worklog is a decent choice if your time-tracking needs are simple, and neither timebook, timetrap nor punch is of interest. And if none of these is worthy of your attention, then may I suggest … ?

timebook and timetrap: Tracking your every effort

When I say this post is a two-fer, I really mean it. I haven’t seen two programs as similar as timebook and timetrap since cplay and mcplay.

And in this case, they’re similar for the same reason: One is a rewrite of the other, in a different language. So I’ll show you timebook, which is arguably the original python time tracker, and you can imagine timetrap, changing the parts that set it apart for being written in ruby.

I am only half kidding there. Both applications install as t, and both enlist much the same commands, but just looking at their respective source packages reveals that timetrap has seen some recent attention, while timebook appears to have … well, let’s say “stalled.”

Both programs let you track your work efforts or study periods with quick jabs at the keyboard. For example …


As you can see, just t in project is enough to get the timer started, and t out punches you out. Which is an odd choice of words, considering we already looked at punch, a few months ago.

timebook has around eight or 10 possible controls, and timetrap adds a little more flair here and there, with things like natural language input and custom output formats. Neither one will take you long to adopt, and you have the added bonus of knowing that your projects are tracked down to the second.

I grazed these two applications a few years ago, but didn’t give a whole lot of attention to either. I probably should apologize for that, but aside from morbid curiosity, I really don’t have a whole lot of use for project tracking.

That always may change in the future, so should it ever befall me to work for a shrewish boss or charge clients on a down-to-the-second basis, I’ll at least know I have two options for timers. 😉

punch: Getting past my prejudices

I arrive at punch with a small sense of prejudice. I admit it.

punch describes itself as a “time-tracking add-on for todo.txt,” which you might know as a text-only to-do list manager. It’s been around for quite a while, and I don’t have anything specific to say about it until the T section.

Unfortunately, my prejudice comes from the fact that todo.txt invariably comes with the implied endorsement of lifehacker.com, which I lump into the mental category of “pop tech blog,” and therefore avoid.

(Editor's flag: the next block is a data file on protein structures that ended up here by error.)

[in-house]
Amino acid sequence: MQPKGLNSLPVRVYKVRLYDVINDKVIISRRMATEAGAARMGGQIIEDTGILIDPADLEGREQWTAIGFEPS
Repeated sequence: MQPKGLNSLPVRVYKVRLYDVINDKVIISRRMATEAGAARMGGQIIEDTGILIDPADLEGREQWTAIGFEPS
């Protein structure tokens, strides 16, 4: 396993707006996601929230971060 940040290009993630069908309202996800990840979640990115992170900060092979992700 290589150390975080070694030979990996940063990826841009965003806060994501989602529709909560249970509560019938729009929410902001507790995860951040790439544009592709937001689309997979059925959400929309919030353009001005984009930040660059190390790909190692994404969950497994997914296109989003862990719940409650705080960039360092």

(If you’re going to namedrop, at least pick something with some credibility beyond the latest rundown on tablets and how to clean your oven with vinegar and oatmeal. 😕 )

So anyway … getting back to punch, which requires todo.txt in order to work right:


And after getting todo.txt set up, and after getting past the involuntary shudder that I get from skirting lifehacker.com, and after figuring out what makes punch tick … I find that punch is actually rather cool.

It’s very straightforward. There are only about five commands, and the help flag shows you everything you need to know to work it.

punch in (number) to start the timer on a task, the number of which corresponds to the todo.txt list.

punch out when you’re done. punch report to get a rundown on how long it took to wash the cat. 😉

I have no doubts that you could get punch up and running in less than five minutes’ time. And I’ve already covered more than half of what it does.

punch is not in Debian, that I could find. It’s also about five years past its last update, I think, and the PKGBUILD in AUR is sketchy at best.

However, it’s a python script, so if you have a little bit of gumption, you should be able to get it plucked out and working.

If you’re not distracted by lifehacker’s latest reviews of magnetic glass scrubbers, that is. 😐

hefur: An exceptionally lightweight tracker

I can show a little of what hefur does, even though I can’t really show it in action.


hefur is a bittorrent tracker, written in C++. Note that it’s a tracker, not a client or a downloader.

Which is the reason I can’t say too much about it; I don’t have the setup for a real, honest-to-goodness tracker.

Doesn’t matter — I give a gold smilie to any console application written in C++. 😀

But as you can see, the daemon starts and shows a stat page when you connect to http://localhost:6969/stat. If you want a live example, I believe the author’s tracker is up at

hefur is in Arch but not Debian; I imagine that could change in the future. It doesn’t take much to build it, so if you’re feeling adventurous, get build-essential going and give it a try.

Before the Arch users get cocky, there’s a small packaging glitch that will give you errors when you try to run hefurctl.

Check this page for help on getting that fixed; hefurd will run without it, but only for the lame purpose of showing weak screenshots on some Internet back-corner thumbsucker blog. 😉